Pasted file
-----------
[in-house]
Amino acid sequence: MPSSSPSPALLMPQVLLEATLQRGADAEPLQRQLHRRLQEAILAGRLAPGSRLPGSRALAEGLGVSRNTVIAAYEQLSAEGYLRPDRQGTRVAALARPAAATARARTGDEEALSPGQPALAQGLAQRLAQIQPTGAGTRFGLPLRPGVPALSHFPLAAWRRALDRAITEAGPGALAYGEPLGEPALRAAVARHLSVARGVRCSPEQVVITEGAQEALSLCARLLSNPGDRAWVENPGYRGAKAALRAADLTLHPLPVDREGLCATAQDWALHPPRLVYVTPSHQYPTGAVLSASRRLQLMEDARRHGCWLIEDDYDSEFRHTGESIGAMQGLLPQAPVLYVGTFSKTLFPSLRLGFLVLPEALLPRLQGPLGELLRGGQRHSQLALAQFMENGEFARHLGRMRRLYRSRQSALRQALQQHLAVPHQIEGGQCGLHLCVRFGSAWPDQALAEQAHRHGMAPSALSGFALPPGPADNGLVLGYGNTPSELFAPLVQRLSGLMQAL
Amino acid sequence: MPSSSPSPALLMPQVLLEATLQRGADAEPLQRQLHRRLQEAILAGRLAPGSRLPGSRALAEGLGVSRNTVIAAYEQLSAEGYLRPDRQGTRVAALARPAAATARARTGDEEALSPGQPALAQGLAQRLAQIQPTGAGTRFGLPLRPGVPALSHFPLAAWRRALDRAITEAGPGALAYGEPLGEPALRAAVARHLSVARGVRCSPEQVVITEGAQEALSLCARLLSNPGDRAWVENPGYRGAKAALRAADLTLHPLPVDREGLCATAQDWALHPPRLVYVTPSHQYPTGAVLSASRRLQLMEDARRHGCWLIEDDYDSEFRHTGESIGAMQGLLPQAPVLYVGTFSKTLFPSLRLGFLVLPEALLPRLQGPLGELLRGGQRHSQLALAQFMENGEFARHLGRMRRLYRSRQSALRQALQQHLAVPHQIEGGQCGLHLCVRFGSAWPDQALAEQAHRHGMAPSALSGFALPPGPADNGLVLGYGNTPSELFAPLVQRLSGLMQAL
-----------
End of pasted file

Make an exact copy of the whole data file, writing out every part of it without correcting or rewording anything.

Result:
[in-house]
Amino acid sequence: MPSSSPSPALLMPQVLLEATLQRGADAEPLQRQLHRRLQEAILAGRLAPGSRLPGSRALAEGLGVSRNTVIAAYEQLSAEGYLRPDRQGTRVAALARPAAATARARTGDEEALSPGQPALAQGLAQRLAQIQPTGAGTRFGLPLRPGVPALSHFPLAAWRRALDRAITEAGPGALAYGEPLGEPALRAAVARHLSVARGVRCSPEQVVITEGAQEALSLCARLLSNPGDRAWVENPGYRGAKAALRAADLTLHPLPVDREGLCATAQDWALHPPRLVYVTPSHQYPTGAVLSASRRLQLMEDARRHGCWLIEDDYDSEFRHTGESIGAMQGLLPQAPVLYVGTFSKTLFPSLRLGFLVLPEALLPRLQGPLGELLRGGQRHSQLALAQFMENGEFARHLGRMRRLYRSRQSALRQALQQHLAVPHQIEGGQCGLHLCVRFGSAWPDQALAEQAHRHGMAPSALSGFALPPGPADNGLVLGYGNTPSELFAPLVQRLSGLMQAL
Amino acid sequence: MPSSSPSPALLMPQVLLEATLQRGADAEPLQRQLHRRLQEAILAGRLAPGSRLPGSRALAEGLGVSRNTVIAAYEQLSAEGYLRPDRQGTRVAALARPAAATARARTGDEEALSPGQPALAQGLAQRLAQIQPTGAGTRFGLPLRPGVPALSHFPLAAWRRALDRAITEAGPGALAYGEPLGEPALRAAVARHLSVARGVRCSPEQVVITEGAQEALSLCARLLSNPGDRAWVENPGYRGAKAALRAADLTLHPLPVDREGLCATAQDWALHPPRLVYVTPSHQYPTGAVLSASRRLQLMEDARRHGCWLIEDDYDSEFRHTGESIGAMQGLLPQAPVLYVGTFSKTLFPSLRLGFLVLPEALLPRLQGPLGELLRGGQRHSQLALAQFMENGEFARHLGRMRRLYRSRQSALRQALQQHLAVPHQIEGGQCGLHLCVRFGSAWPDQALAEQAHRHGMAPSALSGFALPPGPADNGLVLGYGNTPSELFAPLVQRLSGLMQAL